Friday Dog Blogging

Isn't he adorable?
Isn’t he adorable?

So apparently my modus operandi when I have nothing else to blog about is to fall back on blogging about Buddha.

So here he is. Isn’t he cute? Have a nice weekend.

Getting Over Gwen Stacy

Forty-two years later, I still haven’t gotten over the death of Gwen Stacy.

Gwen Stacy died in Amazing Spider-Man #122, cover dated July 1973.  In 1973 comics were dated 2 or 3 months in advance, so that issue hit the newsstands sometime in April or May 1973. The event actually spans issues #121 and #122, but it’s in the first few pages of #122 that we see she is really dead. I was eight years old and not reading superhero comics yet, other than the issues of Adventure Comics (with Superboy and the Legion of Superheroes) in the barbershop. As a matter of fact, I first read Spider-Man #121 & #122 thirty or so years later when they were reprinted as a trade paperback.

Yet this “death” still affected me back then.

The death of Gwen Stacy was a major event for comics in 1973. This was before death had become a temporary condition for nearly every major character in nearly every comic book. Killing a recurring character and “showing us the body” (however bloodless and antiseptic) wasn’t done back then. Sure, plenty of villains fell off cliffs, disappeared in explosions, or washed out to sea, but they always had a good story about how they didn’t really die when they showed up to terrorize again.

Gwen died. Peter held her in his arms. There was a funeral. Spider-Man was even a “person of interest” in her death.

The fan reaction was large enough that it affected the stories in Spider-man comics for the next few years. This was the mid-70s with no email or huge conventions: the only way fans could react was with pen, paper, envelope and stamp.

My first solid memory of buying comics is Amazing Spider-Man #136, which was on the newsstand about 14 months later. I remember riding my Ross Apollo 3-speed to Phillips Stationers in Midland Park to buy myself comics with money my Nana gave me for a good end-of-year report card.

Phillips had the kind of newsstand that existed from some time in the early twentieth century right up until the early nineties. Newspapers were arranged in stacks in front the register as you entered: The New York Times, The Daily News, The Record, The Star-Ledger, The New York Post, the Ridgewood News, and probably a few more I don’t remember. The smell of cigars, smoked and unsmoked, hung in the air.

At the first corner of the rightmost aisle was a spinner rack with Disney and Archie comics— the kid’s stuff as far as this nine-year-old was concerned.  I would only buy this when I was flush with money from a birthday or other holiday. The barber shop had Archie Digests each month anyway, so I could just tell my Mom I needed a haircut if I wanted to see them. (Yes, I did that.)  Further down the aisle was a wall-mounted magazine case with superhero comics. As I flipped through the comics deciding where to place my hard-earned twenty-five cents each, a steady stream of people entered for cigarettes, newspapers, and lottery tickets,

I distinctly remember buying Spidey #136. I think I may have picked up Fantastic Four #150, Mighty Marvel Western #34, Kamandi, the Last Boy on Earth #21, and G.I. Combat #173 that week also. I had at least two dollars from that report card, so it should have been a big haul.

Amazing Spider-Man #136 had a full page recap of the death of Gwen Stacy.


This was my introduction to comics’ extended plot lines. The comics I had seen had before stories that lasted one, maybe two issues. When those stories ended, everything was back to normal: Lois still didn’t know Clark was Superman. Commissioner Gordon still didn’t know Bruce Wayne was Batman. Captain America still had his mighty shield. You still really didn’t like Bruce Banner when he was angry.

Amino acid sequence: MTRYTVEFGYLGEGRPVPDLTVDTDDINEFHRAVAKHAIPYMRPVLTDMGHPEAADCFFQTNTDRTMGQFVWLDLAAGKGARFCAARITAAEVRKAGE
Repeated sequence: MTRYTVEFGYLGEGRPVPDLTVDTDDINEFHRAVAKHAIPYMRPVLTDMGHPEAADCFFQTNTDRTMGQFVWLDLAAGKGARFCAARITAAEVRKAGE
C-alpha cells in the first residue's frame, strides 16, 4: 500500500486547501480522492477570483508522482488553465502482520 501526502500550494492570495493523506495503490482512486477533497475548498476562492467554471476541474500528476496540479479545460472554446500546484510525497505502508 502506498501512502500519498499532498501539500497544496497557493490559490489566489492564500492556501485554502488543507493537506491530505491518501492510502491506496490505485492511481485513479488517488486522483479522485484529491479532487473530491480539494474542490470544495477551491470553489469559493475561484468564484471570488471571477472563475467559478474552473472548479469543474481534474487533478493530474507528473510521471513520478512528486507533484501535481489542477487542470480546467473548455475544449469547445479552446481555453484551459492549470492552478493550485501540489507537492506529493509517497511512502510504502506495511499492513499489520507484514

But this was a recap from a comic that was 14 issues ago! More than a year! To nine-year-old Eric (well, Ricky: but that’s another story) that may as well have been the nineteenth century! And Peter (Spider-Man) was still recovering from the loss.

This page was my gateway drug to comic collecting. I immediately wanted the whole story…which meant having all of them.

Going into Midland Park meant descending the long hills of either Vreeland or Erie Avenues, and coming home meant climbing one of them in the other direction, something that my nine-year-old legs couldn’t quite manage yet. Thus began what became a weekly tradition: walking up my bike up Erie Ave while reading all of my comics before I was even halfway home.

Which was fine. I need to read them each three or four hundred more times before they were fully memorized anyway.

Phillips Stationers was just over a mile from my house. I had to cross 2 major roads, as well as ride down a third busy road to get to “downtown” Midland Park.  I did this at the tender age of nine.

My parents let me ride my bicycle a little over 2 miles round trip, at the age of 9, to buy books with my own money. Imagine this happening now, or even 10 years ago when today’s crop of “safe space” craving college kids were 9 years old.

Spider-Man #136 had the recap of “The Night Gwen Stacy Died” and introduced the new Green Goblin, Harry Osborn, the son of the original Green Goblin. This might sound familiar if you’ve seen any of the last five Spider-Man movies. The book was better. Trust me.

It also continued what had been an entire year of Peter mourning Gwen. This continued through the return of Gwen via a clone that Peter pretty much saw through right away. Yes, a clone. Not quite “one ring to rule them all” but not quite as sad as midi-chlorians either.

As I stood on Erie Ave and read about Gwen’s death I learned about loss. Peter Parker was hurt by Gwen’s death, and still he went on. (I hadn’t read the “origin story” where he lost his uncle yet.) Up to that point (and for many years after) I had lead a charmed life and hadn’t dealt with loss. This lesson, however abstract, taught me something.

There were many bicycle rides to get comic books and regular books after than one. I still associate cycling with reading even now.